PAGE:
Progesterone, for instance, may fortify the brain cells against degeneration caused by multiple sclerosis and has shown early promise as a protectant in stroke.
Animal studies suggest that creatine might be a neuroprotectant in stroke, traumatic brain injury and degenerative brain diseases such as Huntington's and Lou Gehrig's disease. And minocycline is seen as a drug that could slow the progress of Parkinson's disease and lessen the damage of stroke.
Magnesium sulfate failed in a recent clinical trial testing whether it could lessen disability after traumatic head injury. But in a trial published last year in the Journal of Thoracic and Cardiovascular Surgery, the chemical -- when administered during cardiopulmonary bypass surgery -- was shown to lessen the short-term memory loss and motor-control problems that patients frequently experience after such a cardiac procedure.
Each of these compounds intervenes differently to disrupt the chain of events that results in the death of brain cells and subsequent disability. Some, such as creatine, appear to pump up the metabolism of neurons and help them withstand the release of toxins from neighboring cells in their death throes.
Magnesium sulfate is thought to block the pathways by which neurotoxins infiltrate a cell and destroy it. Progesterone seems to do both and calms the destructive spasm of inflammation that is the brain's reaction to injury, stroke and many diseases.
"The biology of the neuroprotection has just exploded. It's just amazing," Koroshetz says. "There are so many different pathways people have identified that could potentially save brain cells from dying, it really piques your interest."
Researchers are wary of hoping for too much. They have been here before and come up empty-handed.
"The graveyard of neuroprotectants is absolutely full. It's depressing," says Dr. David Wright, a professor of medicine at Emory University Medical School in Atlanta who has been a leader in testing progesterone for head injury.
But his hopes have been buoyed by early studies suggesting that quickly elevating levels of progesterone, a steroid present in the brains of both men and women, may help save many with traumatic head injury and improve their outcomes.
In a three-year trial involving 100 such patients brought to Emory's Grady Memorial Hospital, 80 received a high dose of progesterone over 72 hours and 20 did not, receiving standard care only.
The study suggested that those receiving a rapid infusion of progesterone were 50% less likely to die. And among those who got the progesterone, there was less disability at the one-month mark than would normally be expected, considering the severity of their head injury.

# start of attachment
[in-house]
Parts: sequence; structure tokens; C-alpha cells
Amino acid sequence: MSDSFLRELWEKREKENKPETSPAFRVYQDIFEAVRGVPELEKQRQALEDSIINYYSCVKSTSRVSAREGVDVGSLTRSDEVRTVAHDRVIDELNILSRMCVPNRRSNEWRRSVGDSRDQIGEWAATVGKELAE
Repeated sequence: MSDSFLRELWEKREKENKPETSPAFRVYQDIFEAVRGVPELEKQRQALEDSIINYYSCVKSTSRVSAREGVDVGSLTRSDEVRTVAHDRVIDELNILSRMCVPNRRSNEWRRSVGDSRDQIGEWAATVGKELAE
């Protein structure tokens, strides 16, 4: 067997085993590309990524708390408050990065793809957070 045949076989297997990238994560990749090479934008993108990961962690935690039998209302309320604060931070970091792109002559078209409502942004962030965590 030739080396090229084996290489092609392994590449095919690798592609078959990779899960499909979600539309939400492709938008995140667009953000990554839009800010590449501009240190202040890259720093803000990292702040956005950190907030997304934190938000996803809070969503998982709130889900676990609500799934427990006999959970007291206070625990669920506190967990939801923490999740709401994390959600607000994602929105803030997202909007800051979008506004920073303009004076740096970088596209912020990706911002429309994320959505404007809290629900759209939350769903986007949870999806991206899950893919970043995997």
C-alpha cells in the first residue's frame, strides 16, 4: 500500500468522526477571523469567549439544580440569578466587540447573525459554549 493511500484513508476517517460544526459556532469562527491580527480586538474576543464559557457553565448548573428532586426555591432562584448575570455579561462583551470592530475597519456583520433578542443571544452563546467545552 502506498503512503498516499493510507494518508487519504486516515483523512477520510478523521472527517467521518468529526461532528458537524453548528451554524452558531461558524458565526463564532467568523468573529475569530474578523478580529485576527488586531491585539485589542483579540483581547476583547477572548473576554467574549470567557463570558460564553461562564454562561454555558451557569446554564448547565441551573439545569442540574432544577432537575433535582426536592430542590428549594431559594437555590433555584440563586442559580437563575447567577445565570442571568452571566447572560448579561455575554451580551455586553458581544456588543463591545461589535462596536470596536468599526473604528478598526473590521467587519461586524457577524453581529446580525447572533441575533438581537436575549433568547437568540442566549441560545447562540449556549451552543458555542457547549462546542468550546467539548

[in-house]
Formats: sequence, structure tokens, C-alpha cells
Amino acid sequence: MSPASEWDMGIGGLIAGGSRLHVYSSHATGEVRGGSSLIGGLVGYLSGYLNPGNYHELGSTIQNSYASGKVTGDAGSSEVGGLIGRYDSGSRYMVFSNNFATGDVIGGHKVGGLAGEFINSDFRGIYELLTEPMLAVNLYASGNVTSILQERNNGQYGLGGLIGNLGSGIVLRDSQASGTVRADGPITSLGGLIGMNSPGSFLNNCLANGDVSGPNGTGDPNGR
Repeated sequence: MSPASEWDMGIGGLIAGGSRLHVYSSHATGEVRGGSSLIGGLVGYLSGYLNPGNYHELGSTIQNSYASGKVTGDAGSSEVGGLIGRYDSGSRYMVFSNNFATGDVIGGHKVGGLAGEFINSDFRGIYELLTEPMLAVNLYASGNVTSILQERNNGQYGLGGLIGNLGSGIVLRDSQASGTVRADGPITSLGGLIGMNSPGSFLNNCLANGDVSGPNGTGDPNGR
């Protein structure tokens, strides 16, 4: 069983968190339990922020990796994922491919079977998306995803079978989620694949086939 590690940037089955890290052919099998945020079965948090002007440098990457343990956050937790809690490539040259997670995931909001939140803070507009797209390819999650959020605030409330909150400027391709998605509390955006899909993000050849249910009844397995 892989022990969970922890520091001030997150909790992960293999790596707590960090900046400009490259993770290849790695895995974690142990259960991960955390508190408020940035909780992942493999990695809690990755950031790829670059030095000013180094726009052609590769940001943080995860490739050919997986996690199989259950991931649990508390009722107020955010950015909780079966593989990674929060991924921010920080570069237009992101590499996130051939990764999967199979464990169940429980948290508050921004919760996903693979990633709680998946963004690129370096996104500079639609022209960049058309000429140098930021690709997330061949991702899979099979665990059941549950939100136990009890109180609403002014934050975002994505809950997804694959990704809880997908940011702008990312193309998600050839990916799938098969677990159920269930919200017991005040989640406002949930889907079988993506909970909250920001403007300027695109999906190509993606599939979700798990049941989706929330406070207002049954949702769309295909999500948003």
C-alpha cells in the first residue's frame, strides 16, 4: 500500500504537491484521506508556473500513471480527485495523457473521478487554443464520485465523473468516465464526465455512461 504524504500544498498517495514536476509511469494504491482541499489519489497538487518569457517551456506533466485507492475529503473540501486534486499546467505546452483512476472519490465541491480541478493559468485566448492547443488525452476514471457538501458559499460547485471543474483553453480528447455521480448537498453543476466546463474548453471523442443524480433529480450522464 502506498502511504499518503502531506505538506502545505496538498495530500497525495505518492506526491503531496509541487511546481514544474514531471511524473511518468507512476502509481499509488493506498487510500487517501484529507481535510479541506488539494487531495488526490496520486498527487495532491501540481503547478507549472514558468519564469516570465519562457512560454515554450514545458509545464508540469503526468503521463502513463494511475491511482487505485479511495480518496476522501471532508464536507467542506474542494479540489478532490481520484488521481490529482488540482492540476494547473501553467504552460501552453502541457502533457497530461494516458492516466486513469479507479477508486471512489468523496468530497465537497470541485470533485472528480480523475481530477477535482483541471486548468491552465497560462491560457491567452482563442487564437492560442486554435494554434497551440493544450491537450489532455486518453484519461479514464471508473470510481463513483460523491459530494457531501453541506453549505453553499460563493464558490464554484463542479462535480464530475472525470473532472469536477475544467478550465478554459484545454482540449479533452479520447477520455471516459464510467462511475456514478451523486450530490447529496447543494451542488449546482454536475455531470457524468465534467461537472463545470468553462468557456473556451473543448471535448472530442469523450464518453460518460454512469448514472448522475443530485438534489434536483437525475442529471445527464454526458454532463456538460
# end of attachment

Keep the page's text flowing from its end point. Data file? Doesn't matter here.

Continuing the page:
"We think it's just shifting the whole curve," making all but the most severely injured patients better off, Wright says. "It way outdid what we were expecting."
Marcus Baskett of Commerce, Ga., was one of those patients. A passenger in a head-on automobile collision just three weeks shy of his high school graduation, Baskett was evacuated by helicopter to Emory and received the progesterone infusion upon his arrival. In addition to broken bones, early tests of his brain function suggested massive and disabling head injury, and he spent almost three weeks in a coma.
But seven weeks after his April 2004 injury, Baskett was released from the hospital with lingering physical injuries but little evidence of the severe trauma to his brain. Three years later, a 21-year-old Baskett keeps up a rapid-fire conversation and lives close to his parents' home but independently, keeping track of appointments and birthdays on a cellphone scheduler.
"I wouldn't have believed that a woman's hormone drug would help my body and brain in a situation like that," Baskett says. "I'm back almost 100%, and I don't think I'd be here if it weren't for that drug."
Piecing together therapies
Researchers caution against expecting what Koroshetz calls "the magic bullet" in a single study. It may be there, experts say, but it might be better to discover a compound's neuroprotective properties piecemeal, by looking at its effect on one kind of brain disease or injury at a time, or one group of patients at a time.
Then, with success, the possibilities of a neuroprotectant can be extended to other diseases and other patients.
As that research progresses, researchers hope that cocktails of neuroprotectant drugs may work on different pathways, or on different stages of disease or injury, to slow, stop or disrupt the damage they wreak on the brain.
"There are so many things going wrong" when the brain is under attack, says Dr. Robert M. Friedlander of Harvard University's Brigham and Women's Hospital, who has pioneered much of the work on creatine as a neuroprotectant. "It's probably like plugging many holes in a cup: The more holes you plug, the better you do."
And, doctors say, finding a neuroprotectant or a cocktail of neuroprotectants that work for many kinds of brain injury will take a bit of luck as well.
"I'm not trying to be pessimistic, just realistic," says Dr. Marc Mayberg, director of the Swedish Neuroscience Institute at the Swedish Medical Center in Seattle. "I think maybe there'll be a lucky break, the discovery of a very safe, easily administered neuroprotectant that will work in one condition, and people will start using it in other conditions and find it works as well."